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Maxim Institute - real issues - No 210

Maxim Institute - real issues - No 210
22 June 2006





David Cameron, the leader of the British Conservative Party, announced new childcare plans this week which would see all working mothers receive tax relief for childcare. He claims the proposed changes are about improving choice, but one effect will be to strip away meaningful choice.

"In a word, the new politics works by persuasion, not by power. So on the most important element - family life - of the most important social challenge of our day - general well-being - politicians need to be involved, without being coercive." This is how Cameron describes his approach to politics and the rationale behind the Party's new childcare plans. He argues that by making childcare more affordable for a wider range of people, and by giving people greater choice over the type of childcare provision they use, the government is increasing people's choices.

Unfortunately though, Cameron has not heeded his own warning that, "In this area [family] of all areas, heavy-handed government interventions are likely to produce unintended and counterproductive consequences." For while tax relief for childcare may make some choices more affordable for some families, other families making other choices miss out. For example, if in a two parent family one parent chooses to work and the other stays at home with the children, they not only miss out on tax relief for childcare, but the working partner's wage will effectively subsidise the choices of other families who do receive the tax break. The increased financial burden this family will now face will end up limiting the choices they are able to make.

Cameron has also hinted at tax allowances that would mean women who decided not to use childcare were not discriminated against, but whether this would help solve the problem of weighting some choices over others remains to be seen.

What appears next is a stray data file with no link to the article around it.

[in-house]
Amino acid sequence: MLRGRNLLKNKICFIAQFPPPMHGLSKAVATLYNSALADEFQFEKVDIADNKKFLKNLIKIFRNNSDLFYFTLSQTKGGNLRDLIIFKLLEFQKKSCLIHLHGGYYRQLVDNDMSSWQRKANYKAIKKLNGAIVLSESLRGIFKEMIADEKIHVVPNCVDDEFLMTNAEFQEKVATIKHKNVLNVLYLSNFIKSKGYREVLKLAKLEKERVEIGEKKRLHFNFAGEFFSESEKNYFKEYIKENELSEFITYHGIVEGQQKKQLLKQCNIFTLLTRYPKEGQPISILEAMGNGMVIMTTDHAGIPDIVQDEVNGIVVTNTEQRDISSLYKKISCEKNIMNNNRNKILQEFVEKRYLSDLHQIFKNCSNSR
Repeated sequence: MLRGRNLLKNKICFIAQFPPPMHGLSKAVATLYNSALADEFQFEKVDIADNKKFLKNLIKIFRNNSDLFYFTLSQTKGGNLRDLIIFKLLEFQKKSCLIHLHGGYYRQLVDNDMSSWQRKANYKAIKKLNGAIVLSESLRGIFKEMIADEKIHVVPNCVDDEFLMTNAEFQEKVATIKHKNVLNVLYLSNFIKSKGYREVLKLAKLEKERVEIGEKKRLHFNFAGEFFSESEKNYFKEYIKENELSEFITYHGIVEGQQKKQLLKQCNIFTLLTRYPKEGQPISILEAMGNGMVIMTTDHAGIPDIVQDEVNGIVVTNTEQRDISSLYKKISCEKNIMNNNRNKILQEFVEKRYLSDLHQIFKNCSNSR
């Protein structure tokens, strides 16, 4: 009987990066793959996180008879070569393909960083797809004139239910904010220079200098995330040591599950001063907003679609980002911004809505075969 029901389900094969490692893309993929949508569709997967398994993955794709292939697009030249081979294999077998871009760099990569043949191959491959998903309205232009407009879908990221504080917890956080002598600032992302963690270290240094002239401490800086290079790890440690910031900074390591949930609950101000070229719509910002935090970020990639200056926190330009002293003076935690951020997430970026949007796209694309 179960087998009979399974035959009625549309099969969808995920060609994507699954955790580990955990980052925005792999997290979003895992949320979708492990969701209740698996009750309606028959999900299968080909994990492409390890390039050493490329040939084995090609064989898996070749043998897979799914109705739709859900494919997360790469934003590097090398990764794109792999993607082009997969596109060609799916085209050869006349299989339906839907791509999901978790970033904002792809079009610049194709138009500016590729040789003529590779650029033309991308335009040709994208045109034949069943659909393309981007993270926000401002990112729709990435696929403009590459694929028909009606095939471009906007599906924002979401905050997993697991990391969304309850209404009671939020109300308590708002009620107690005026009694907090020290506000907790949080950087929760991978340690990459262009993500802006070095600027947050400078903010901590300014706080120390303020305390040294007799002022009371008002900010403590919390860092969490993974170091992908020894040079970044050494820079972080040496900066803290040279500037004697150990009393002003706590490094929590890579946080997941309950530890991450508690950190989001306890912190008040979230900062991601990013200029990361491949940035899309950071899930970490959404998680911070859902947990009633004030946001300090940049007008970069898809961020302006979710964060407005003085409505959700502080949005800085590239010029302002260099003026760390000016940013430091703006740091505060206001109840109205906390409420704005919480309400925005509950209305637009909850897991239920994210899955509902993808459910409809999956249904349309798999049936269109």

One of Cameron's greatest strengths as a leader has been his rhetoric claiming that people as a society are inter-connected. He reminds us that our decisions affect our neighbours and that society not government must therefore be the primary decision-maker. But sadly his childcare plans remind us that as good as words are, if they remain simply rhetoric, they are only empty promises.

To read a recent speech by David Cameron's speech on society, please visit:



New Zealand played host to Singapore Prime Minister, Lee Hsien Loong, this week. Mr Lee's visit has been marred by controversy following revelations that a leading opposition politician in his home country is facing prosecution for speaking without a licence. The issue brings into sharp focus concerns about free speech and the role it plays in a functioning democracy.

While Mr Lee is in New Zealand for discussions with Prime Minister Helen Clark, Singapore Democratic Party Secretary, General Chee Soon Juan, is facing a prosecution for speaking in public without a permit during the election campaign. Mr Chee is also defending a defamation lawsuit issued by the Prime Minister. Mr Chee has been jailed before for breaching Singapore's restrictive speech laws, which prohibit public speaking without a police permit and allow the government wide powers of censorship.

Human rights groups such as Amnesty International have documented a pattern of cases in which opposition politicians were sued for defamation and subsequently fined or imprisoned. Singapore's judicial system has also faced criticism for being too compliant when dealing with Mr Lee's People's Action Party, which has ruled Singapore since its independence in 1959.

New Zealanders would consider the freedom to speak our minds a basic liberty, and in this vein Green Party co-leader Russel Norman urged Helen Clark to "speak out" to defend free speech. It would be easy for New Zealanders to take free speech for granted, but this situation on our doorstep is a reminder that we cannot afford to be lax in defending free speech.

Restrictive laws can have a chilling effect on free speech and the expression of contrary or unpopular ideas, particularly in the political arena. Without a free exchange of ideas in the public square,

democracy would not exist. We would be deprived of the information and the ability we need to participate in the running of the country. Free speech isn't always pleasant or comfortable and people may sometimes take offence at things that are said. However, allowing the expression of ideas, even discomforting or unpalatable ideas, is a minimum condition for democracy. And it is a price worth paying.


The launch of the new ratemyteachers.com website has caused controversy across the education sector recently. The website is an offshoot of the American version and allows pupils and parents to give feedback on teachers, rating them for "easiness", teaching ability, clarity, helpfulness and "coolness".